Seabird flight height data collection at an offshore wind farm: final report

Understanding seabird flight heights and behaviour in and around operational offshore wind farms is a priority knowledge gap. Using aircraft mounted LiDAR technology, this study collected data on seabird flight height and shows the potential for using it in offshore windfarm impact assessments.

Executive Summary

This technical report presents analysed seabird flight height data collected within and around Beatrice Offshore Wind Farm (OWF) located in the Moray Firth. The aim of the study was to evaluate the impact on the flight height of sea birds in relation to the OWF.

Two aerial surveys were completed in June and July 2021. The first aerial survey took place across two days on the 15th and 16th June 2021 and the second aerial survey took place on the 15th July 2021. Data were collected with a combined still image and aircraft-mounted Light Detection and Ranging (LiDAR) technology. Data were collected along 13 transects spaced two kilometres (km) apart across Survey Area 1 and 9 transects spaced two kilometres (km) apart across Survey Area 2. Additional flight lines were also captured onshore over Wick to validate the accuracy of the LiDAR data. Images were collected continuously (abutting digital still imagery) along the survey lines, at two-centimetre (cm) ground sample distance (GSD). The surveys were completed by one aircraft with approximately eight hours on-task per survey. Data were processed to allow each individual flying bird to be identified in the imagery and then matched with height measurement points collected from the LiDAR system.

These flight height data represent site-specific flight height measurements. For the majority of species, the birds were found flying less than 25 metres (m) above sea surface level, with the exception of herring gull (Larus argentatus) which were primarily recorded at flight heights of 50–100 m.

The differences in flight height of seabirds in the wind turbine generator (WTG) area (Survey Area 1) and a control area without WTGs (Survey Area 2) were studied. There was a significant difference in flight height between these areas. The birds recorded in Survey Area 1 were flying significantly lower (11.32m) than the birds in Survey Area 2 (20.03m) which could indicate an effect of the WTGs on the flight height in the study area.

Additionally, flight heights of sea birds were studied in relation to the distance to the nearest WTG, in Survey Area 1 only. There was no significant effect in the results of the linear models for most species. However, gannets and large gulls had significant results for flight height in relation to the distance to the nearest WTGs. The results for gannets show individuals flying lower closer to the WTGs but this result is influenced by one outlier. Large gulls flew significantly higher closer to the WTGs but this is based on a sample of eight individuals. Generally, the sample size of seabirds detected in this area was low which could have affected the statistical power. There were also no birds detected between 0 – 40 m of a WTG. The closest and second closest bird were at 44 m and 189 m, respectively. These could indicate avoidance behaviour of the detected sea birds and makes the analysis of flight height in close proximity to WTGs difficult.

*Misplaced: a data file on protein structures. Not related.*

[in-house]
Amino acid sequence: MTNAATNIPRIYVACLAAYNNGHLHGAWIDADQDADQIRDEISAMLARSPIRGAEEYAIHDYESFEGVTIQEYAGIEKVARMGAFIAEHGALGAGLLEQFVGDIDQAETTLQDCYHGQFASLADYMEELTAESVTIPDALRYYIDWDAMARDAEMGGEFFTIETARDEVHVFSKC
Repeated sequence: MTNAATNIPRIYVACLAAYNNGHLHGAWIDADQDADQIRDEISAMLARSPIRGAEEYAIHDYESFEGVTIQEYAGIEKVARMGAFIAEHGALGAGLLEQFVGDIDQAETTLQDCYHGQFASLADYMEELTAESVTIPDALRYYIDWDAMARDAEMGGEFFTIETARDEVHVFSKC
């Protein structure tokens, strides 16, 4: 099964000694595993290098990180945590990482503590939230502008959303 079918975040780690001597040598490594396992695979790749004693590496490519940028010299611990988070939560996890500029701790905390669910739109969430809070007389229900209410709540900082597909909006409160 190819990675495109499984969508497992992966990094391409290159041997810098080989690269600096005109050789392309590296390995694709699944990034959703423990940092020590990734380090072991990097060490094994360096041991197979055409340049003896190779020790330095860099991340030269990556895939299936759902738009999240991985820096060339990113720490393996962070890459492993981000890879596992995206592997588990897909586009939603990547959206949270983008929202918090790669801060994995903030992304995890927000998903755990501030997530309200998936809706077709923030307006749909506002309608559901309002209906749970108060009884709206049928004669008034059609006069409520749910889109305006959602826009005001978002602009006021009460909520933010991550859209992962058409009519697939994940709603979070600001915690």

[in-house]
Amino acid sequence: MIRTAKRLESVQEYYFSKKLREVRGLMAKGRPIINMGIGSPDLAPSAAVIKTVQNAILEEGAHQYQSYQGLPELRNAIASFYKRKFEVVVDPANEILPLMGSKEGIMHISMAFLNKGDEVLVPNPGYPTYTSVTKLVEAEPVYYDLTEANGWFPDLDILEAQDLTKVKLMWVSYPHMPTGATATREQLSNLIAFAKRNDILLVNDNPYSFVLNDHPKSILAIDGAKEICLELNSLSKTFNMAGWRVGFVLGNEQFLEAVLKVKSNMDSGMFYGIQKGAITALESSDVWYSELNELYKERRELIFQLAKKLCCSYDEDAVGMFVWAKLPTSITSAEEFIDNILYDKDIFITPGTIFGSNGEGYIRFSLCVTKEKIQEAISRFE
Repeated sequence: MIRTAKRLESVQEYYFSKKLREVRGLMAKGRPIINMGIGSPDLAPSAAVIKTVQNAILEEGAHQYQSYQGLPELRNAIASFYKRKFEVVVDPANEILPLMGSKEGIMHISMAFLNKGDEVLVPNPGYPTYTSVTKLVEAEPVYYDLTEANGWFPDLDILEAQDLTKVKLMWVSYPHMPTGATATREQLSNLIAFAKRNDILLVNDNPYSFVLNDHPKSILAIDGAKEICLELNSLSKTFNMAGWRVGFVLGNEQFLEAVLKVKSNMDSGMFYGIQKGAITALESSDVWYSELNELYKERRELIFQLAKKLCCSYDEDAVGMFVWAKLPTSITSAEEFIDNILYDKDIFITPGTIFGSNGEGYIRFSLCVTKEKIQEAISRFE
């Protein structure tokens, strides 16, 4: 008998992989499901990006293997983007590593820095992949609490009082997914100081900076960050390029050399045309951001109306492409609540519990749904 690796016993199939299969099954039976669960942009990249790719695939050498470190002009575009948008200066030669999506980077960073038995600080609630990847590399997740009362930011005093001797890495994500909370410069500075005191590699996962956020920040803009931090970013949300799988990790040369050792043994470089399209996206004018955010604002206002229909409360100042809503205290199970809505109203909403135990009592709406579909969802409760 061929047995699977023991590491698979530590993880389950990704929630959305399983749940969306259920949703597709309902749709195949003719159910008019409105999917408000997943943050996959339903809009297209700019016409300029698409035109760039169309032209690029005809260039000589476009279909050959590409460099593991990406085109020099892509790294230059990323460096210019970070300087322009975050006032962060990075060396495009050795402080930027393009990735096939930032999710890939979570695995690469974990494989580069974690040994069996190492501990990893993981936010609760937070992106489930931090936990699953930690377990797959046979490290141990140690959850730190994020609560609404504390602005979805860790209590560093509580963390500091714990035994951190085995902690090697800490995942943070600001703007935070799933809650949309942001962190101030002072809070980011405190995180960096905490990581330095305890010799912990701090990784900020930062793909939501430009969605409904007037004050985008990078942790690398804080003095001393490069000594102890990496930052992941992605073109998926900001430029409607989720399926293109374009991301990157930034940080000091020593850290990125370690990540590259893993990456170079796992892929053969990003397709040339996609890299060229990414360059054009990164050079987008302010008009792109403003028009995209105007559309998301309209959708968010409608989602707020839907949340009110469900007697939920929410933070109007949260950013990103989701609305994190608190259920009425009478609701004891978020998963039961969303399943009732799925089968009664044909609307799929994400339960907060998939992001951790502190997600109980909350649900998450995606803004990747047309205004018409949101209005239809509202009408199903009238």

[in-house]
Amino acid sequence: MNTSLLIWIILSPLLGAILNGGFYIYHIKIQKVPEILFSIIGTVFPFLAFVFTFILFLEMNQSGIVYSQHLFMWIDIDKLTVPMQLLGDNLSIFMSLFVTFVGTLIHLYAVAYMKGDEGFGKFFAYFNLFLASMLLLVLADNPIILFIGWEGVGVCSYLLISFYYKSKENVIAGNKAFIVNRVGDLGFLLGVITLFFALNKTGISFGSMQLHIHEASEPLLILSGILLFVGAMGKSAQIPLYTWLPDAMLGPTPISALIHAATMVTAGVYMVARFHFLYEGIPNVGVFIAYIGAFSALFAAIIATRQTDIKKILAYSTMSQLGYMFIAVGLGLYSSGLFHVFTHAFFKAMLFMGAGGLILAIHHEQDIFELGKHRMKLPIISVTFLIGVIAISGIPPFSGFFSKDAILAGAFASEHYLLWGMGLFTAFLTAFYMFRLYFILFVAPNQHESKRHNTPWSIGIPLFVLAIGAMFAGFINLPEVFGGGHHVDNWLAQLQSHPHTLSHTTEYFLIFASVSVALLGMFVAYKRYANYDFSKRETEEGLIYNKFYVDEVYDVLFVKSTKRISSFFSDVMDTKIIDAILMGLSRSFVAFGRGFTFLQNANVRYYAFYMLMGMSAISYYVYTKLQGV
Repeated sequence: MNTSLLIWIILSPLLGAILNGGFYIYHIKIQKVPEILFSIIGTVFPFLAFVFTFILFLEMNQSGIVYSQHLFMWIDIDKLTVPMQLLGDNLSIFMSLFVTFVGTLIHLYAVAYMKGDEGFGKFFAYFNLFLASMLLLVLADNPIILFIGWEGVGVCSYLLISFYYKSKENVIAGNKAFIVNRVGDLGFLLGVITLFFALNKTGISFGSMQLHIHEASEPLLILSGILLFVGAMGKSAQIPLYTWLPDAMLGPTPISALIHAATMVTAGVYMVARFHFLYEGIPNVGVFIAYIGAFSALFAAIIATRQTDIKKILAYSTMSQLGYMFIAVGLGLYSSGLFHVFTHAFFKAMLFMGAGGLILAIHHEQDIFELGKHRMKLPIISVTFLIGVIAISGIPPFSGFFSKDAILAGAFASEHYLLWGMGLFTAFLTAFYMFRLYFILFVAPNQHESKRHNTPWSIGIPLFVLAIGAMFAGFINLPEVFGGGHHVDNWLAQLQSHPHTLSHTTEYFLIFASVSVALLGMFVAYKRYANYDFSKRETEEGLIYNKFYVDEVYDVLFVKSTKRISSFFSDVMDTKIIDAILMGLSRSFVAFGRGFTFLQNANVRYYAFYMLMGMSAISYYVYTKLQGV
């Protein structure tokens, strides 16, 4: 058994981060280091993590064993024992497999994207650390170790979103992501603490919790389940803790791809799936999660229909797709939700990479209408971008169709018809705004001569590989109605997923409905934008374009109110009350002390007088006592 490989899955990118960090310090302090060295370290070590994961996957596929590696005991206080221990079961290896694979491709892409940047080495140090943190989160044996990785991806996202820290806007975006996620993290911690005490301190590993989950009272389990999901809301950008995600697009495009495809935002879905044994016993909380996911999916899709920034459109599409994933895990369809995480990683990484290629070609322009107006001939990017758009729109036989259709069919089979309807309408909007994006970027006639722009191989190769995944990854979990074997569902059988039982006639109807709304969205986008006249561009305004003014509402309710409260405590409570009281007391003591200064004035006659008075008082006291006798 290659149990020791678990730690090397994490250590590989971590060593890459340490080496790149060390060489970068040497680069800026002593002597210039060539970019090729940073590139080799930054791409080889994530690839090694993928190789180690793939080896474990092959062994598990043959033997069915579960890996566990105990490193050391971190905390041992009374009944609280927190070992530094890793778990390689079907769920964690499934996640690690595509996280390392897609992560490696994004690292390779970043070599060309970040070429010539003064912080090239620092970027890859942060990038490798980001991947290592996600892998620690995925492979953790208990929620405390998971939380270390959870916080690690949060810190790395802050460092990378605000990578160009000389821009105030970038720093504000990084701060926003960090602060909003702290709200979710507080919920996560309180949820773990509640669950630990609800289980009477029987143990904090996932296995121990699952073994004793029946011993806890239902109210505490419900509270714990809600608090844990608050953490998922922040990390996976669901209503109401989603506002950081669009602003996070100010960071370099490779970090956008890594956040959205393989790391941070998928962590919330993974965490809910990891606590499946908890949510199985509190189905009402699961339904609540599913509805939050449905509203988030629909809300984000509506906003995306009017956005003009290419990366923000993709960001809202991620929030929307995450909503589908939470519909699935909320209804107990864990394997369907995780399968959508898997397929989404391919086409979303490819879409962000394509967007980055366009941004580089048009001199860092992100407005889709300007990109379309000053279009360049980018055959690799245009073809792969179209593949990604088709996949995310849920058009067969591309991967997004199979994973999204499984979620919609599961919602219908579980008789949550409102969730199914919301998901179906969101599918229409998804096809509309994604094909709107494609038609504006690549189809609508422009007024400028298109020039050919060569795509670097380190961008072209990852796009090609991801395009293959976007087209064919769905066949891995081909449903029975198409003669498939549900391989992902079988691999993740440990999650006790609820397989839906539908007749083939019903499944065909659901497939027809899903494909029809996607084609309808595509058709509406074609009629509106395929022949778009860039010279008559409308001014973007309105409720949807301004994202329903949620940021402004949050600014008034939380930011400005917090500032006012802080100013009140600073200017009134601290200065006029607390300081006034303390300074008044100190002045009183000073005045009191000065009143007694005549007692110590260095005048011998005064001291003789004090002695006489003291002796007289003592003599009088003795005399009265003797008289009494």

The outputs of flight heights of seabirds produced from the combined imagery-LiDAR system could be incorporated into collision risk modelling (CRM). The benefits of using LiDAR would be the reduced uncertainty of the CRM. This will allow Environmental Impact Assessments (EIA) to be based on robust models and the impact of WTGs to be better understood.

The main limitation of this study was the low sample size, and therefore one recommendation would be to increase the coverage and number of surveys, as this would not only increase the number of flying birds detected, it can also allow seasonal variation to be investigated if surveys are completed at different times of the year. The survey design can be tailored to maximise detection of a specific species by using historic density for a site and peak abundance months.

In this study the number of birds in flight in Survey Area 1 was low and the linear models were mostly unsuccessful in showing any significant effect of WTGs on flight height. Therefore, to evaluate the effect of OWF on flight heights larger sample sizes are needed and surveys should be undertaken pre- and post-construction to allow any changes in flight heights to be investigated at the same location.



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